IN this history I propose to follow the same plan which I adopted with respect to Canterbury Cathedral, namely, to bring together all the recorded evidence that belongs to the building, excluding historical matter that relates only to the see or district; to examine the building itself for the purpose of investigating the mode of its construction, and the successive changes and additions that have been made to it; and lastly, to compare the recorded evidence with the structural evidence as much as possible. A complete delineation and description of the building must not be expected, any more than a complete history of the see. The first have been most admirably supplied in the plates and text of Mr. Britton's well known volume, and the able and copious work of Milner contains every particular that can be required for the second. But still it appeared to me that the history of the building might be disentangled with advantage from the mass of local information In which it is enveloped in these works, and that the present advanced state of archaeological knowledge in architecture called for a closer investigation of the structure than had hitherto been attempted. Unfortunately, no Gervase has recorded this history of the cathedral, and we can only pick out detached fragments of written evidence.
The principal sources are, Rudborne's " Historia Major," and the " Annales Ecclesiae Wintoniensis," both printed by Wharton. There exists also in the Library of All Souls College, Oxford, a manuscript chronicle of the church of St. Swithun at Winchester, by John of Exeter. By the kindness of the Rev. Lewis Sneyd, M.A., Warden of All Souls College, the Institute has been furnished with a transcript of this chronicle, of which I have availed myself lit the following pages. The title of the manuscript sets forth (a) that John of Exeter wrote it with his own hands in the year of our Lord 1531. But at the end of it is a list of kings of England, with the dates of their coronations, deaths, and places of burial. This list concludes with the coronation of Henry the Sixth in 1421, and with a prayer for his prosperity. Also our author's list of the bishops terminates with the succession of Cardinal Beaufort. As he died in 1447, during the reign of Henry the Sixth, we may conclude the manuscript to have been written between 1421 and 1447, and, therefore, that the date at the beginning must be read 1431 instead of 1531.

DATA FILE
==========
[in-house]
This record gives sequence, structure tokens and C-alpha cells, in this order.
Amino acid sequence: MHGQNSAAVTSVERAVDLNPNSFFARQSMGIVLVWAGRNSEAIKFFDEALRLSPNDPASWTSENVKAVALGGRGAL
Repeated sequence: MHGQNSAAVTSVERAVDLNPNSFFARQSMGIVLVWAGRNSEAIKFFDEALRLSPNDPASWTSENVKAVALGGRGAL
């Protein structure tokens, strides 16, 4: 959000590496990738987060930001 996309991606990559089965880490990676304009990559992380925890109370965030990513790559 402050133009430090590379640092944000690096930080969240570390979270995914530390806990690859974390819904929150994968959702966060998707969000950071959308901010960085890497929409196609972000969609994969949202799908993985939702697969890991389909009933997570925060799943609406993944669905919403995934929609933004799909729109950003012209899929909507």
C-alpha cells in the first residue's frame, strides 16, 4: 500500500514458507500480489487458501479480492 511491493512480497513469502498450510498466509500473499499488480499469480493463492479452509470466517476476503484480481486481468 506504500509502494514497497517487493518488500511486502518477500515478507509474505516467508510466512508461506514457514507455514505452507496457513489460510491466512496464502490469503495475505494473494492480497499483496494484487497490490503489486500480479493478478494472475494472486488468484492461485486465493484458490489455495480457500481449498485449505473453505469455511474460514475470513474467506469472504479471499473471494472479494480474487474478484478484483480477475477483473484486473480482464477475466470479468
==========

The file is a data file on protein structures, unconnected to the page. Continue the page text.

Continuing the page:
The manuscript which Wharton calls an Epitome of Rudborne, and which in his time existed in the Cottonian Library, (Galba A 15), but was unhappily burnt, appears to have been the same with this work of John of Exeter. It begins with the same words footnote b , and contains the list of bishops, of which Wharton has printed the latter part at the end of his copy of Rudborne (p. 285). But it is ill described as an epitome, for, although in common with Rudborne, the early part of the history is made up of extracts from the lost works of Moracius, Vigilantius, &c., yet these extracts are often more copious than Rudborne's, and many particulars are thus supplied, as well as in the latter periods, which especially relate to the burial places of the bishops and kings.
Other sources of information are contained in the Life of Ethelwold, by Wolstan (c) , and similar works. And for William of Wykeham, the admirable biography by Bishop Louth supplies every kind of documental information.
In conclusion, I beg to express my thanks to the dean and chapter of the cathedral, for the kind and hospitable facilities which enabled me to carry on the investigations which form the subject of the following pages.
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